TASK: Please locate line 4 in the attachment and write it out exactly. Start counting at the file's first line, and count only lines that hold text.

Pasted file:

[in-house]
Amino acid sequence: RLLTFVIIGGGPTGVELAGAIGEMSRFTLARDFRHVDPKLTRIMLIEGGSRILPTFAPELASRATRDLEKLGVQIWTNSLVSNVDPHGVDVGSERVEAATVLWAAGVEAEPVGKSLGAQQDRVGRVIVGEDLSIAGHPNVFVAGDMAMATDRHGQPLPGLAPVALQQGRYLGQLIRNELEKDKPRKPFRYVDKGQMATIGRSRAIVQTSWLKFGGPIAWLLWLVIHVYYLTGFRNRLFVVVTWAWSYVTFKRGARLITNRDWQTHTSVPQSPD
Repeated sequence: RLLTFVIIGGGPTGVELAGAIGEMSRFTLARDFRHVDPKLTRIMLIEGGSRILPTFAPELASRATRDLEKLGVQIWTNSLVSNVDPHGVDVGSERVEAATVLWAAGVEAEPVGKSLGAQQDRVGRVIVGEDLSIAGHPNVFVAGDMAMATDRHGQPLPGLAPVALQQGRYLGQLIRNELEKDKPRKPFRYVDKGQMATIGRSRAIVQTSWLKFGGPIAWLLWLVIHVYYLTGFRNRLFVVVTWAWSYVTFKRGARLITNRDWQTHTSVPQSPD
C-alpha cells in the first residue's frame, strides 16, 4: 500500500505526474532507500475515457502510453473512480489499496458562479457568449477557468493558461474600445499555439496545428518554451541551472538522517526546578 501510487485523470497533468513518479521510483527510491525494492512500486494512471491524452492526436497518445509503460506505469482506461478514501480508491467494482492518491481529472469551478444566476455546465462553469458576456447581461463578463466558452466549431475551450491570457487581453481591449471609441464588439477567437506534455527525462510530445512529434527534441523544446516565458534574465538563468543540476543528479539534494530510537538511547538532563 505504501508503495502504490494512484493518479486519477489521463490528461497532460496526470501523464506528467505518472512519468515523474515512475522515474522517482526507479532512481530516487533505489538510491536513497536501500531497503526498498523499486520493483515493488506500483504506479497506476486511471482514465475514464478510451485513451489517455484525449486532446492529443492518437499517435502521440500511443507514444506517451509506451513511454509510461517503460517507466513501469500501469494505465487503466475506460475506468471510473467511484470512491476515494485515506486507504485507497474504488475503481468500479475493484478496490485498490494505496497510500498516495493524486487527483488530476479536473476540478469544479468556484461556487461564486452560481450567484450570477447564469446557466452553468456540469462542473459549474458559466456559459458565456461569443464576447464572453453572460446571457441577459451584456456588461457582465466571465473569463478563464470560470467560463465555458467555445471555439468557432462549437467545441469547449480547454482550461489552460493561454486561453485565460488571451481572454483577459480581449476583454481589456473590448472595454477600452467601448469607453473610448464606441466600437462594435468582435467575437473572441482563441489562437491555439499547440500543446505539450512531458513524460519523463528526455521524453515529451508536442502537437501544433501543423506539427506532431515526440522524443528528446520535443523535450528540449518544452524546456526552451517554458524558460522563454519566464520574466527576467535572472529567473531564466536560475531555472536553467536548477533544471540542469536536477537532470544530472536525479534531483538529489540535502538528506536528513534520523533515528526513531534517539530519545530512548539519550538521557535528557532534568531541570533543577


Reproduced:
C-alpha cells in the first residue's frame, strides 16, 4: 500500500505526474532507500475515457502510453473512480489499496458562479457568449477557468493558461474600445499555439496545428518554451541551472538522517526546578 501510487485523470497533468513518479521510483527510491525494492512500486494512471491524452492526436497518445509503460506505469482506461478514501480508491467494482492518491481529472469551478444566476455546465462553469458576456447581461463578463466558452466549431475551450491570457487581453481591449471609441464588439477567437506534455527525462510530445512529434527534441523544446516565458534574465538563468543540476543528479539534494530510537538511547538532563 505504501508503495502504490494512484493518479486519477489521463490528461497532460496526470501523464506528467505518472512519468515523474515512475522515474522517482526507479532512481530516487533505489538510491536513497536501500531497503526498498523499486520493483515493488506500483504506479497506476486511471482514465475514464478510451485513451489517455484525449486532446492529443492518437499517435502521440500511443507514444506517451509506451513511454509510461517503460517507466513501469500501469494505465487503466475506460475506468471510473467511484470512491476515494485515506486507504485507497474504488475503481468500479475493484478496490485498490494505496497510500498516495493524486487527483488530476479536473476540478469544479468556484461556487461564486452560481450567484450570477447564469446557466452553468456540469462542473459549474458559466456559459458565456461569443464576447464572453453572460446571457441577459451584456456588461457582465466571465473569463478563464470560470467560463465555458467555445471555439468557432462549437467545441469547449480547454482550461489552460493561454486561453485565460488571451481572454483577459480581449476583454481589456473590448472595454477600452467601448469607453473610448464606441466600437462594435468582435467575437473572441482563441489562437491555439499547440500543446505539450512531458513524460519523463528526455521524453515529451508536442502537437501544433501543423506539427506532431515526440522524443528528446520535443523535450528540449518544452524546456526552451517554458524558460522563454519566464520574466527576467535572472529567473531564466536560475531555472536553467536548477533544471540542469536536477537532470544530472536525479534531483538529489540535502538528506536528513534520523533515528526513531534517539530519545530512548539519550538521557535528557532534568531541570533543577